Claude Debussy is considered an Impressionist composer, even
though he didn't like the term himself. Like the painters of the time, Debussy
used light, colour and texture to bring about fantastic sonorities and imagry.
Impressionism, which emphasised objectivity and the outside world, such as Nature,
was a big reaction the high drama and human-focus of German Romanticism. Debussy
saw himself as descending from the Baroque French harpsichord tradition, and
we can hear this clearly in the use of older forms, such as the prelude. Preludes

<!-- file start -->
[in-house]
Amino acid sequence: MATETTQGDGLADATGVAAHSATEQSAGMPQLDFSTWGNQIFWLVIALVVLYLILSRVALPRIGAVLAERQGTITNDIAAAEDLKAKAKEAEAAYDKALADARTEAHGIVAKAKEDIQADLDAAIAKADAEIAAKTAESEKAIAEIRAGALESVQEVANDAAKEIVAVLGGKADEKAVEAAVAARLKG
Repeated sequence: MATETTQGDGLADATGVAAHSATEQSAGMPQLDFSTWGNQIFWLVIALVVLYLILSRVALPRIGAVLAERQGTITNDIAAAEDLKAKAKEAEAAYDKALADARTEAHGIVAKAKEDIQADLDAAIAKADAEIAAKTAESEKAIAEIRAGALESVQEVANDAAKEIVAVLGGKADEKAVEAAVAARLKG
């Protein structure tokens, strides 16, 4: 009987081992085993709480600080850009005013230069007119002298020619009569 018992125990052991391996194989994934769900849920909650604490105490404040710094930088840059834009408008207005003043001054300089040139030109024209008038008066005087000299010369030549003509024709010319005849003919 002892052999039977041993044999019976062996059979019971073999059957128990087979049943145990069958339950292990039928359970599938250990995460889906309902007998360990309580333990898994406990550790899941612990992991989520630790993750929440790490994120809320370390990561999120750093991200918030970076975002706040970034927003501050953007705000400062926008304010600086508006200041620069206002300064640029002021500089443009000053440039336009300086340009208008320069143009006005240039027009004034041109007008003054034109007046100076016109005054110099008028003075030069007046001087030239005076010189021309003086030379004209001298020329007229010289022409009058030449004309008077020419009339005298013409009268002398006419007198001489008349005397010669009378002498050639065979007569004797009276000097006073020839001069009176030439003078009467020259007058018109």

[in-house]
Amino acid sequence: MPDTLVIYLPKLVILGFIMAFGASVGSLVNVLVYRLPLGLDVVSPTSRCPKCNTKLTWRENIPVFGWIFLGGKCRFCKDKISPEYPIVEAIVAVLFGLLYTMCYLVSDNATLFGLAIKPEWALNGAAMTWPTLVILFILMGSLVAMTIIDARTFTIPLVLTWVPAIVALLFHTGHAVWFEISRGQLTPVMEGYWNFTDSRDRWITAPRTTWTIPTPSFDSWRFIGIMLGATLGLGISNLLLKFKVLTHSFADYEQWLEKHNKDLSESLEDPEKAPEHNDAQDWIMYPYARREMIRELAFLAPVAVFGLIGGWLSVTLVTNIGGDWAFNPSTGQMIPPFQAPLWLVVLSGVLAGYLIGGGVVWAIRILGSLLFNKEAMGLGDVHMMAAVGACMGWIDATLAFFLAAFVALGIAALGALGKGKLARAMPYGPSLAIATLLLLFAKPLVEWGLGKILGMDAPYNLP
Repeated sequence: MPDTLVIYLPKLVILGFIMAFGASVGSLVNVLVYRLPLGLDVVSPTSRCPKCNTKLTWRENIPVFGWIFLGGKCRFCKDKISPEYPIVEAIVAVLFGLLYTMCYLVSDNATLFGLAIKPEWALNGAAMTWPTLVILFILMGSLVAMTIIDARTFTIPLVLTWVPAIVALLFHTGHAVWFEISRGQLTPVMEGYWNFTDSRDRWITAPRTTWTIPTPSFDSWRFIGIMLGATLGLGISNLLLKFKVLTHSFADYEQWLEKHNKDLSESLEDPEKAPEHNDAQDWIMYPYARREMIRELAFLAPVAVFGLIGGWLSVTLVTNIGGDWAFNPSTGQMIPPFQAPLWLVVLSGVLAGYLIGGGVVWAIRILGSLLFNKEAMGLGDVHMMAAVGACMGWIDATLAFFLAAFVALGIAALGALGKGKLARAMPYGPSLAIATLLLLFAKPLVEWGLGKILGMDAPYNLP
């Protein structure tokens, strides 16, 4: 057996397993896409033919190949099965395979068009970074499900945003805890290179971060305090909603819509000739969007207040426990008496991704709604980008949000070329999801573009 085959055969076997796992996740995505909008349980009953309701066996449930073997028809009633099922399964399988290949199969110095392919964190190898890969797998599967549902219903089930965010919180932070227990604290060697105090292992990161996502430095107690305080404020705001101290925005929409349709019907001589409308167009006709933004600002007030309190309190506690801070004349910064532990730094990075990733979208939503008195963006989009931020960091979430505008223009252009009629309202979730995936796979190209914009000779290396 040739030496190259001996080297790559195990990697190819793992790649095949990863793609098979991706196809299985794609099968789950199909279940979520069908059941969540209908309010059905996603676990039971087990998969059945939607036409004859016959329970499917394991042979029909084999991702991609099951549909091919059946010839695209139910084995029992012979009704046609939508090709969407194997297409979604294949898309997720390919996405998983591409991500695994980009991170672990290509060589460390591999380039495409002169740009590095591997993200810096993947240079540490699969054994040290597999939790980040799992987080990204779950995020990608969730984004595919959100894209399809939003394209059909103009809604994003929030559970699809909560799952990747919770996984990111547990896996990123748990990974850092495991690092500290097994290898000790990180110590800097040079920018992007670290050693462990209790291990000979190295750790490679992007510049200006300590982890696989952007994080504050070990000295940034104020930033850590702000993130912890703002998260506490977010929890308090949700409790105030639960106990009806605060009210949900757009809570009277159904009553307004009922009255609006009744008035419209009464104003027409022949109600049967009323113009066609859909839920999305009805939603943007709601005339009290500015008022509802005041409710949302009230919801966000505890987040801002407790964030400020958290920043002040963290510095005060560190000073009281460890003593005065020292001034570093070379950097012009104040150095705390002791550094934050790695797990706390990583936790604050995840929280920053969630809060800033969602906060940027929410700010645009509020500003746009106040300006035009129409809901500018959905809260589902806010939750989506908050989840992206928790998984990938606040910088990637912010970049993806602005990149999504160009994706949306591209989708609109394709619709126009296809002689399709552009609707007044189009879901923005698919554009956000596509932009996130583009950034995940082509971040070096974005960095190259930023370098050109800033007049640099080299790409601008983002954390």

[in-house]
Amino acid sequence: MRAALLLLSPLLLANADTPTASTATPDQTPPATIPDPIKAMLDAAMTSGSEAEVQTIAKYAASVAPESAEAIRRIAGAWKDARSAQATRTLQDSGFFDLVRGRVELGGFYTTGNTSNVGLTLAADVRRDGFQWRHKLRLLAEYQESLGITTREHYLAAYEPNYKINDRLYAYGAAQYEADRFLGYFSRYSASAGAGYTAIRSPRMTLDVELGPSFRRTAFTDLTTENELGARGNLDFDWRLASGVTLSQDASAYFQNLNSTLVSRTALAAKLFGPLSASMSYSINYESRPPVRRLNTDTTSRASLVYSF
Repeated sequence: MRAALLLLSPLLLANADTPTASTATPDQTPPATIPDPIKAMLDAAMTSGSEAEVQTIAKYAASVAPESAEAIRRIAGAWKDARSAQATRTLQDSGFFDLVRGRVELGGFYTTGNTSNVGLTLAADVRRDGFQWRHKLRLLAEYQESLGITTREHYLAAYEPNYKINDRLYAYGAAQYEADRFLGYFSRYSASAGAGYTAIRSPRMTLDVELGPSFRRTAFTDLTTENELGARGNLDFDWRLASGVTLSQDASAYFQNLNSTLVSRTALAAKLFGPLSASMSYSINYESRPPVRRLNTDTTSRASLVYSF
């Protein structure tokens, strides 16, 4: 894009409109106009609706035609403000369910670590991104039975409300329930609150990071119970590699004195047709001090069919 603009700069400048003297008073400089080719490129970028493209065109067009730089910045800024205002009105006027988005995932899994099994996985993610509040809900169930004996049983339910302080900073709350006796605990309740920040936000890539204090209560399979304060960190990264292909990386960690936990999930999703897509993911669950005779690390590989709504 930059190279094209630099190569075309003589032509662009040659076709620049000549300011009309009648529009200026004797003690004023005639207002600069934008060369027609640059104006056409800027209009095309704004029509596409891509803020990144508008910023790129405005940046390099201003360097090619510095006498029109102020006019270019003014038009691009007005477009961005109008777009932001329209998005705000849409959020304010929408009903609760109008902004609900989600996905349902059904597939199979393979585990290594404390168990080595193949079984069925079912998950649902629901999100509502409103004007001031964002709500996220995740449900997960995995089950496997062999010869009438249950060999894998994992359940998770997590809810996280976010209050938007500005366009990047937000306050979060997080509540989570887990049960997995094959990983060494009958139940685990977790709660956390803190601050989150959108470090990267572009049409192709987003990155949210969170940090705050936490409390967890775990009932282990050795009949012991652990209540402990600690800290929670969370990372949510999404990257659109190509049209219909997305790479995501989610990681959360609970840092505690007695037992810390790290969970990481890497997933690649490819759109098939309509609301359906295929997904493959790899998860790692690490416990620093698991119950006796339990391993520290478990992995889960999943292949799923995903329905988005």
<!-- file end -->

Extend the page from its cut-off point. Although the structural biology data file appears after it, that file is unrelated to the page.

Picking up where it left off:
were normally free-form warm-up pieces where the player would try out the keyboard's
touch and tuning. Here Debussy uses the prelude as a story-telling device.
The Sunken Cathedral refers to the French legend of the Isle of Ys. It tells of an island kingdom that became cursed and sunk to the bottom of the sea. Once a year the island rises out of the sea, and people on land can hear the bells and organ of the island's cathedral in the distance. Then the island is forced to submerge again.
Minstrels was inspired by a trip to the United States where Debussy heard a minstrel, or variety show. In this piece, different acts get on and off stage, with a lot of humour and contrast. In both of these pieces we hear the way Debussy redefined how the piano is played.